Digital trust refers to the confidence that consumers place in an organisation to collect, store and use digital information.
There is a gap of 12 points between consumer digital trust and the perception of that by business decision makers and cybersecurity professionals, according to the report tilted "Global State of Digital Trust Survey and Index 2018".
"When it comes to digital trust, there is a wide gap between perception of business leaders and reality," S Manglore, Managing Director, India, CA Technologies, said.
Revealing the India-specific results of the report said that 86 per cent of the consumers have moderate to high digital trust towards the organisations they interact and transact with.
This translates to 67-points on the Digital Trust Index, much lower than what business leaders thought, the report said.
"We also saw a wide gap between an organisation's perception about its ability to handle and protect consumer data and reality. While 90 per cent believe that they have the excellent tools to protect consumer data, about half of them had instances of breach of consumer data," Manglore said, highlighting the glaring gap in perception of business leaders and reality.
This perception gap can lead to complacency among businesses and undermine an organisation's efforts to understand the importance of consumer trust, improve their security infrastructure and enforce data protection policies.
"Outside of the financial services sector and excluding some of the large businesses and pioneers in information technologies, the actual tools and technologies that are deployed by most organisations for detecting and blocking threats to consumers data are rudimentary," he said.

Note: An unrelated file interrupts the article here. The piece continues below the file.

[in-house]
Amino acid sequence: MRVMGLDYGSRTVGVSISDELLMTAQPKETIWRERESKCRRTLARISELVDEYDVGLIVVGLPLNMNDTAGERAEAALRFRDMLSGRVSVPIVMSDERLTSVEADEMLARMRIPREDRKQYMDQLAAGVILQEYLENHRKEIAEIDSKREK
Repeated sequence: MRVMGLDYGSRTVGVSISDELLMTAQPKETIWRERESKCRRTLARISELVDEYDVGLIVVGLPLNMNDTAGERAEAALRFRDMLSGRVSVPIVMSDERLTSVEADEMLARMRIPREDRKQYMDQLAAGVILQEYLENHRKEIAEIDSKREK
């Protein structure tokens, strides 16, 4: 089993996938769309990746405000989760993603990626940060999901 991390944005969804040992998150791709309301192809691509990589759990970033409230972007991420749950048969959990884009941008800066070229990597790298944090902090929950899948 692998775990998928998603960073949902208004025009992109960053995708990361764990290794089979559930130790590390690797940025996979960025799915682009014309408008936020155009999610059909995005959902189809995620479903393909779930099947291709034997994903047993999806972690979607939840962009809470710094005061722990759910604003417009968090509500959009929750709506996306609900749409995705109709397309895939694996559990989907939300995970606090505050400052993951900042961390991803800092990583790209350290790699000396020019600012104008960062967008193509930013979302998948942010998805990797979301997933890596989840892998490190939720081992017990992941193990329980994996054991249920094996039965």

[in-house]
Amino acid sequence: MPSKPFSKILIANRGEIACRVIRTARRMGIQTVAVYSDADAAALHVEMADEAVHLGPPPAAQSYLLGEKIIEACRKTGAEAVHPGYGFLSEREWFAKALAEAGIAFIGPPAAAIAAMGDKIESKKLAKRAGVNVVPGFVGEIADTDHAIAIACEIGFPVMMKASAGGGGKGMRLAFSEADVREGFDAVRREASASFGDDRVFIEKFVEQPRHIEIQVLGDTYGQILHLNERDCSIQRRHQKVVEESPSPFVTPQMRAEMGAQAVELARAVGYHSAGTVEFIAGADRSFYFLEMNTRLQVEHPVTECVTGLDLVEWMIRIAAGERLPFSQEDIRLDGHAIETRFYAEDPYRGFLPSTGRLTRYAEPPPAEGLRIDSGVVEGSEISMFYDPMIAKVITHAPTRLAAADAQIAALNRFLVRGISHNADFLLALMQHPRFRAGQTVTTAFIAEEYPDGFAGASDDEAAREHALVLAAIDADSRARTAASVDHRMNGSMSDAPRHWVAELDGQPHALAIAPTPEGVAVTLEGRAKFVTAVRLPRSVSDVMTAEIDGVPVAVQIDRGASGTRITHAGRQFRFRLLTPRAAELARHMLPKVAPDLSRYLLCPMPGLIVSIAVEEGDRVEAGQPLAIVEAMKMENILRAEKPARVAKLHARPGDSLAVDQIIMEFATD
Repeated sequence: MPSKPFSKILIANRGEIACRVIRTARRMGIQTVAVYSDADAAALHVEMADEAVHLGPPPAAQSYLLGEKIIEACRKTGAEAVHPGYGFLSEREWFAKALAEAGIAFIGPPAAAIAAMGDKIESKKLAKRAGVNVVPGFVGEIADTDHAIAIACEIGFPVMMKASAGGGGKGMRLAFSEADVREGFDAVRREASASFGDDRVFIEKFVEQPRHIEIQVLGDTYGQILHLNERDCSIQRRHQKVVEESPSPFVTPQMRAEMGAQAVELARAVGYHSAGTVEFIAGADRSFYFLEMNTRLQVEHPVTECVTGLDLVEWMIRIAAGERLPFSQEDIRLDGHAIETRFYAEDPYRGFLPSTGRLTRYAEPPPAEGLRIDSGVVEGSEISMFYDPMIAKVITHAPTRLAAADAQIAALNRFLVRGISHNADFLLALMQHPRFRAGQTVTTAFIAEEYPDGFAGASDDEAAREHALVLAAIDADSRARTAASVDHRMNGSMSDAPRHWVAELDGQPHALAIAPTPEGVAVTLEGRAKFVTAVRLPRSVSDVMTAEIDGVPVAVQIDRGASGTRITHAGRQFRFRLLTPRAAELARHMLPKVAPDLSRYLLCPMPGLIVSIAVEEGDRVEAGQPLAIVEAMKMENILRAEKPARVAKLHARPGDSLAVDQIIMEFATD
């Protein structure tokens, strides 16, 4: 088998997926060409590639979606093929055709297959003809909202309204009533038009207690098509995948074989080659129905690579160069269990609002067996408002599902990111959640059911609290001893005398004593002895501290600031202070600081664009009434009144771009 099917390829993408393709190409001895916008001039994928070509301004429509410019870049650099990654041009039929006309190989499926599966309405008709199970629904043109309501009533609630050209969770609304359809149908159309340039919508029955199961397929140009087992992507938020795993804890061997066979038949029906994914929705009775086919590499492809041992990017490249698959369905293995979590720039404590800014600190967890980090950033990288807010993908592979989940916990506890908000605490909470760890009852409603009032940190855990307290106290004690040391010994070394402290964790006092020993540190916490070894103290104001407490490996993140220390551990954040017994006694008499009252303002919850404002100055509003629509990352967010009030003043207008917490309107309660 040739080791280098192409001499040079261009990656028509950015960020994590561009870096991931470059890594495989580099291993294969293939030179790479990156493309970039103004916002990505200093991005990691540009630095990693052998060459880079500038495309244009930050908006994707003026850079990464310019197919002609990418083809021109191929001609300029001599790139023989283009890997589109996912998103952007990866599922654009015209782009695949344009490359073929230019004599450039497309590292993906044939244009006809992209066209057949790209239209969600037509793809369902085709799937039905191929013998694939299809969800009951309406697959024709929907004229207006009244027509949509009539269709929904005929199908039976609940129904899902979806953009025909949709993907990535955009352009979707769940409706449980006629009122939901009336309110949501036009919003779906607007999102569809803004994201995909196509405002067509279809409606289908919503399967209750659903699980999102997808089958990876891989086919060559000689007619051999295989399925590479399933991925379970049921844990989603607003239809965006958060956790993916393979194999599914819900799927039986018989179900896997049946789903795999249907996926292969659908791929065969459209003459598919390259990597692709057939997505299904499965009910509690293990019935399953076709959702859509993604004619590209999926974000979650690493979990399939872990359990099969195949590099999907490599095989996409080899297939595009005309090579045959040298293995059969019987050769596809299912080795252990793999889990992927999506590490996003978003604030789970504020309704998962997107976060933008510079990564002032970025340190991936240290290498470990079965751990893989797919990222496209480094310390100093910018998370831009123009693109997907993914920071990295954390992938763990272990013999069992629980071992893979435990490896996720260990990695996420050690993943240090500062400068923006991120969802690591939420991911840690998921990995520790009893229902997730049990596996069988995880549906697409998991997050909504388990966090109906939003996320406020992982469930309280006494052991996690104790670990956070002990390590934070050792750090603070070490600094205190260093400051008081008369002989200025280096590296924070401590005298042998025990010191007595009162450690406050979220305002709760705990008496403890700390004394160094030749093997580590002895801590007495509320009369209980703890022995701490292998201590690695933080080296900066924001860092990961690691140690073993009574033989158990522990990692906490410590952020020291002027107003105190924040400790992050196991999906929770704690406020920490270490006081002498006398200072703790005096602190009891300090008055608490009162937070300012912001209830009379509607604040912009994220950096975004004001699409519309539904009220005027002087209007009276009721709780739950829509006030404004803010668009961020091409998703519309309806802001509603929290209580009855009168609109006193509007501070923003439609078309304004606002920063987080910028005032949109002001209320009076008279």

The report, based on a global online survey of 990 consumers, 336 security professionals and 324 business executives across 10 countries, including India, highlights the need for organiations to modernise their infrastructure to protect consumer data.
Consumers also need organisations to be concise and candid about how they protect data -- whether it would be sold or shared, and how or if consumers who pay for services could permanently opt out from data sharing, the report said.
The survey for the report was conducted on behalf of CA Technologies by analyst firm Frost & Sullivan in March and April of this year.
"The coming into force of a data protection regulation in India will go a long way in enhancing consumers trust in an organisation," Manglore said.
"We have seen that whereever there is data protection policy or law in place -- for example in Japan -- the confidence that the consumers have on the organisations they share their data with is extremely high," Manglore said.
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